Q: There was a lot of talk about coach Richt after this season. Do you think fans are too critical of Richt after the season he just experienced?
A: People will have their opinions. Mark's had a phenomenal record at the University of Georgia. He hasn't forgotten how to coach; I think there's some things he's acknowledged he wants to do, like getting back into the Xs and Os of the game. He kind of got distracted by so many other things he had to worry about. And that's part of the job of an athletic director is to help coaches focus strictly on the things that relate directly to winning. We're off to a good start, and those are things that will add up at the end of the day to help make us successful in the future.
Q: What do you feel is the overall direction of the athletic department in Athens?
A: I think everybody's on the upswing. I know internally our staff is getting on board with the things we're trying to do as far as customer services. You want to be able to work with people, and we're making strides there. Basically, the program is in good hands. We're going to do things the right way. We're not going to cut corners; we're not going to cheat. We may not win every game, every tournament, every event, but we're going to do things the right way. And I think we've got a group of coaches that truly understand that. They do things the right way; they work hard. We're going to be accountable and be transparent. You just want people to do things the right way. We've got to do some work in our conduct across the board in all our programs. That's a huge emphasis for us too; we want to avoid all the knucklehead decisions that some of our kids were making earlier. We've gotten off to a pretty good start, and those are things that you can't ever get complacent on; you have to have a sense of urgency. And those are things that you have to have to be a successful program overall.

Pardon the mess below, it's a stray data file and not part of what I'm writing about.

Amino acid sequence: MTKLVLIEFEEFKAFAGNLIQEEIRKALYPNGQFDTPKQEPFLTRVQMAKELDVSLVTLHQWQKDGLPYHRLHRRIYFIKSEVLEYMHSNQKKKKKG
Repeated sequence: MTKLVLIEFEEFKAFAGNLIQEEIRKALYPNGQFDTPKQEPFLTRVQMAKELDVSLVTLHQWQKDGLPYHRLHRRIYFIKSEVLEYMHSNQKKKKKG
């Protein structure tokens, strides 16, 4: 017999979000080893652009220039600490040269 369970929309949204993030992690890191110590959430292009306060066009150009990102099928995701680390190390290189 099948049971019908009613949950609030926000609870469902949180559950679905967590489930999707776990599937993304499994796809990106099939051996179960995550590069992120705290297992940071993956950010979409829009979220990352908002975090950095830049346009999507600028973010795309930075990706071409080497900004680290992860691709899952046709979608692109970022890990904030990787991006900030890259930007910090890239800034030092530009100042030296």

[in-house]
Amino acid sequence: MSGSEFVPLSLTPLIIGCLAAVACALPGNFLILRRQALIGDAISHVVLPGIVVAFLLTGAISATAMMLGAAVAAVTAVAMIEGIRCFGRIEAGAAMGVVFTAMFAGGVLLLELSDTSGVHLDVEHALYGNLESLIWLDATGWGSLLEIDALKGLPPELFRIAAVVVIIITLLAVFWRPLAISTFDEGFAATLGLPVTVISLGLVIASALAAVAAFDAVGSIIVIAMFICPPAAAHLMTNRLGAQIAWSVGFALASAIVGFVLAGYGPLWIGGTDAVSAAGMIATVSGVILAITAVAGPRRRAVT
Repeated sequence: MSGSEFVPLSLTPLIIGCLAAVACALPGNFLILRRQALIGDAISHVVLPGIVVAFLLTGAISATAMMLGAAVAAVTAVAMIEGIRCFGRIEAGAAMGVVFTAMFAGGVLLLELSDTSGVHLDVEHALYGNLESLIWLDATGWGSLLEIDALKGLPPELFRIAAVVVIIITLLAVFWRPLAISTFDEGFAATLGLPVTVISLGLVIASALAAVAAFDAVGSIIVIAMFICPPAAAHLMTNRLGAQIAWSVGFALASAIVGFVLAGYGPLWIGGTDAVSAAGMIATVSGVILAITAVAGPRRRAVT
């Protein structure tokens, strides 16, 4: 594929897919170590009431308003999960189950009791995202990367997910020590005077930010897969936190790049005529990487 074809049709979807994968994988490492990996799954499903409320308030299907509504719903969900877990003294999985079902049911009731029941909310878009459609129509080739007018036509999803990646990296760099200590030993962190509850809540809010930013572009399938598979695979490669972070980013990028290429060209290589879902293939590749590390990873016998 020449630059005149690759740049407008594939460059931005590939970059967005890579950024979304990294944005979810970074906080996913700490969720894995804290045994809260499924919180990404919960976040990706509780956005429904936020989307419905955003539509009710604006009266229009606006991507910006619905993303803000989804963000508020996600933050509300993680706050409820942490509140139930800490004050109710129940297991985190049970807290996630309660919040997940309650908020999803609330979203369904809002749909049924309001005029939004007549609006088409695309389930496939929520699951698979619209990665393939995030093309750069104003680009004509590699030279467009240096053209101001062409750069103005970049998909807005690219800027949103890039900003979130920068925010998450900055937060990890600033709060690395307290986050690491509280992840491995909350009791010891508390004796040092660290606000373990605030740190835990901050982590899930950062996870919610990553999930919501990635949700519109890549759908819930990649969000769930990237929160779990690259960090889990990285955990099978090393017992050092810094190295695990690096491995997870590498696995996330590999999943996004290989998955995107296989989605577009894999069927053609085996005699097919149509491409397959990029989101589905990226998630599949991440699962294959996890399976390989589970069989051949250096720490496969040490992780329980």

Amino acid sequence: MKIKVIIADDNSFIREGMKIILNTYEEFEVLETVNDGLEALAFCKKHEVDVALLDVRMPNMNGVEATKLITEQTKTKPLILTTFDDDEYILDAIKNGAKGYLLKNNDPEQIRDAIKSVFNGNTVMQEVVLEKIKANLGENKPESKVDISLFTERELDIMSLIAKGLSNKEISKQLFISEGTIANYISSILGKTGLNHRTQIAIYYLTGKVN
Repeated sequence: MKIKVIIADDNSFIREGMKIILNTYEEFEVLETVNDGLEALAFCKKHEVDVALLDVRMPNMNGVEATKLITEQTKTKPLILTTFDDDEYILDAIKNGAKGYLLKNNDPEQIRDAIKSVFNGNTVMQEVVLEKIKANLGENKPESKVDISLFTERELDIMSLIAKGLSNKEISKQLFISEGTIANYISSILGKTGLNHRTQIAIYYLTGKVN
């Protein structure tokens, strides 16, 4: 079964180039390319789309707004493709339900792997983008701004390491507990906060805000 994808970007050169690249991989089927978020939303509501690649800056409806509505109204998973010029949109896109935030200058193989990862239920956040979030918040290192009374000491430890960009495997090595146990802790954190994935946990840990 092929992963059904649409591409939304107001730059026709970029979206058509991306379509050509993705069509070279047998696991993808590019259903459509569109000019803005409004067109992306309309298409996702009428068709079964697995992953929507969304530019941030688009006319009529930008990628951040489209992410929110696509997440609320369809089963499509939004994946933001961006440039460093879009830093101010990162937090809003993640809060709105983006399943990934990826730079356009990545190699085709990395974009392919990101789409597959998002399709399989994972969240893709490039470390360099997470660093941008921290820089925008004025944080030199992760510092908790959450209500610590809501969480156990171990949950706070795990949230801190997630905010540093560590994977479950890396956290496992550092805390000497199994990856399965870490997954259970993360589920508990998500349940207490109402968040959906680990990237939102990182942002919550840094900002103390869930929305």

-- NOTES: McGarity went on to tell those in attendance that there is no excuse for the Bulldogs not to be amongst the top 10 in the Learfield Sports Directors' Cup each season -- an award that measures the success of each athletic program within a university. Last season the Bulldogs finished 20th in the standings. "Our goal is to be competitive in every sport," McGarity said. ... The Georgia athletic director also posited -- in response to a question from the crowd -- that he felt the NCAA would never pay student athletes any sort of stipends, noting that too few athletic departments create enough revenue to allow an across-the-board change such as that. ... McGarity also said that Georgia football will not allow oversigning -- a practice that some programs participate in and is garnering more attention by both media and regulating bodies. "We will not sign more than 85 scholarship football players," he noted.